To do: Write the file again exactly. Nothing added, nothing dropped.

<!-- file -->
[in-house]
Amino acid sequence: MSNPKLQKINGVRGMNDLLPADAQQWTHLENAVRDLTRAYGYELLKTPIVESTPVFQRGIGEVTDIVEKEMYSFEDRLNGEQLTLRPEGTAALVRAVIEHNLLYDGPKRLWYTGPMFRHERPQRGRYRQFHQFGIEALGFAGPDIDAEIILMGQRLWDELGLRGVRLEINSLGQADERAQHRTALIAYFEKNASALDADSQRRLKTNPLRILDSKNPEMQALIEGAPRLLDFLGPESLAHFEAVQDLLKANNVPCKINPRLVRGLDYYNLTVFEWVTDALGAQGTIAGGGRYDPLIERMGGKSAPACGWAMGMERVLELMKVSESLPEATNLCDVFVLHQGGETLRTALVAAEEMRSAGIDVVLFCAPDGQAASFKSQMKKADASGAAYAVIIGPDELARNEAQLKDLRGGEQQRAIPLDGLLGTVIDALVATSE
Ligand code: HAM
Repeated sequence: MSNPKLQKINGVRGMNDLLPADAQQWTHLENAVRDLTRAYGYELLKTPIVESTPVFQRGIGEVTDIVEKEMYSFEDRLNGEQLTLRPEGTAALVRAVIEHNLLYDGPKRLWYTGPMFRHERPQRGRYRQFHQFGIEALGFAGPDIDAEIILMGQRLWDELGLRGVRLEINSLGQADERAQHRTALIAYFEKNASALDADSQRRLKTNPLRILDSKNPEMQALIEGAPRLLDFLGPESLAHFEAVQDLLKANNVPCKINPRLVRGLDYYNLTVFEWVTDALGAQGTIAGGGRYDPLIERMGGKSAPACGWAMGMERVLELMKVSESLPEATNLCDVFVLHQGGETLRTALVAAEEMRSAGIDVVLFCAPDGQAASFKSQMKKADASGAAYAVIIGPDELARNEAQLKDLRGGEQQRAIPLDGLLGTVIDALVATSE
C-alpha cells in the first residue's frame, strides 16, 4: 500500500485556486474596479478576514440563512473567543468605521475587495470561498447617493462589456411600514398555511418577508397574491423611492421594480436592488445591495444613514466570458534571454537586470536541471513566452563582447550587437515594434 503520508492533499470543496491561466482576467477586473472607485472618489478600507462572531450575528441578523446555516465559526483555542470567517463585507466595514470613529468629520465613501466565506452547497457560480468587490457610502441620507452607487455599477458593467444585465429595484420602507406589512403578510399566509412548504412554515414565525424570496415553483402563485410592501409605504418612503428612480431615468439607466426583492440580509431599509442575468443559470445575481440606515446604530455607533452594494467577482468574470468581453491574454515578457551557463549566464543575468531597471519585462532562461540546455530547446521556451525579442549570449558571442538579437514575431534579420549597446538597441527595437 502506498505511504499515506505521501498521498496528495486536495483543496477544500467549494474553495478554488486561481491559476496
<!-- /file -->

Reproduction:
[in-house]
Amino acid sequence: MSNPKLQKINGVRGMNDLLPADAQQWTHLENAVRDLTRAYGYELLKTPIVESTPVFQRGIGEVTDIVEKEMYSFEDRLNGEQLTLRPEGTAALVRAVIEHNLLYDGPKRLWYTGPMFRHERPQRGRYRQFHQFGIEALGFAGPDIDAEIILMGQRLWDELGLRGVRLEINSLGQADERAQHRTALIAYFEKNASALDADSQRRLKTNPLRILDSKNPEMQALIEGAPRLLDFLGPESLAHFEAVQDLLKANNVPCKINPRLVRGLDYYNLTVFEWVTDALGAQGTIAGGGRYDPLIERMGGKSAPACGWAMGMERVLELMKVSESLPEATNLCDVFVLHQGGETLRTALVAAEEMRSAGIDVVLFCAPDGQAASFKSQMKKADASGAAYAVIIGPDELARNEAQLKDLRGGEQQRAIPLDGLLGTVIDALVATSE
Ligand code: HAM
Repeated sequence: MSNPKLQKINGVRGMNDLLPADAQQWTHLENAVRDLTRAYGYELLKTPIVESTPVFQRGIGEVTDIVEKEMYSFEDRLNGEQLTLRPEGTAALVRAVIEHNLLYDGPKRLWYTGPMFRHERPQRGRYRQFHQFGIEALGFAGPDIDAEIILMGQRLWDELGLRGVRLEINSLGQADERAQHRTALIAYFEKNASALDADSQRRLKTNPLRILDSKNPEMQALIEGAPRLLDFLGPESLAHFEAVQDLLKANNVPCKINPRLVRGLDYYNLTVFEWVTDALGAQGTIAGGGRYDPLIERMGGKSAPACGWAMGMERVLELMKVSESLPEATNLCDVFVLHQGGETLRTALVAAEEMRSAGIDVVLFCAPDGQAASFKSQMKKADASGAAYAVIIGPDELARNEAQLKDLRGGEQQRAIPLDGLLGTVIDALVATSE
C-alpha cells in the first residue's frame, strides 16, 4: 500500500485556486474596479478576514440563512473567543468605521475587495470561498447617493462589456411600514398555511418577508397574491423611492421594480436592488445591495444613514466570458534571454537586470536541471513566452563582447550587437515594434 503520508492533499470543496491561466482576467477586473472607485472618489478600507462572531450575528441578523446555516465559526483555542470567517463585507466595514470613529468629520465613501466565506452547497457560480468587490457610502441620507452607487455599477458593467444585465429595484420602507406589512403578510399566509412548504412554515414565525424570496415553483402563485410592501409605504418612503428612480431615468439607466426583492440580509431599509442575468443559470445575481440606515446604530455607533452594494467577482468574470468581453491574454515578457551557463549566464543575468531597471519585462532562461540546455530547446521556451525579442549570449558571442538579437514575431534579420549597446538597441527595437 502506498505511504499515506505521501498521498496528495486536495483543496477544500467549494474553495478554488486561481491559476496